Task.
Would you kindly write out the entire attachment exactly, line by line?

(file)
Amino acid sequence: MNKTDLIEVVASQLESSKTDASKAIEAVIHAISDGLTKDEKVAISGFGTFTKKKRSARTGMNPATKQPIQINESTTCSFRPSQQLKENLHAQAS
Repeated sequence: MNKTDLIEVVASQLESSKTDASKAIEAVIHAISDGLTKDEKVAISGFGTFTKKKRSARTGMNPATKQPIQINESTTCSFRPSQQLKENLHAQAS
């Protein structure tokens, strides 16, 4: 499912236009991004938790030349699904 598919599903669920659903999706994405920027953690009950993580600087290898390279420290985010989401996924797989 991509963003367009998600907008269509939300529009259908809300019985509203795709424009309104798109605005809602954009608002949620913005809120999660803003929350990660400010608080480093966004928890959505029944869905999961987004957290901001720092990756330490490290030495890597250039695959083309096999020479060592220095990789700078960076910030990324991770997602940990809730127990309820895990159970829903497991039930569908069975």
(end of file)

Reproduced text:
Amino acid sequence: MNKTDLIEVVASQLESSKTDASKAIEAVIHAISDGLTKDEKVAISGFGTFTKKKRSARTGMNPATKQPIQINESTTCSFRPSQQLKENLHAQAS
Repeated sequence: MNKTDLIEVVASQLESSKTDASKAIEAVIHAISDGLTKDEKVAISGFGTFTKKKRSARTGMNPATKQPIQINESTTCSFRPSQQLKENLHAQAS
């Protein structure tokens, strides 16, 4: 499912236009991004938790030349699904 598919599903669920659903999706994405920027953690009950993580600087290898390279420290985010989401996924797989 991509963003367009998600907008269509939300529009259908809300019985509203795709424009309104798109605005809602954009608002949620913005809120999660803003929350990660400010608080480093966004928890959505029944869905999961987004957290901001720092990756330490490290030495890597250039695959083309096999020479060592220095990789700078960076910030990324991770997602940990809730127990309820895990159970829903497991039930569908069975």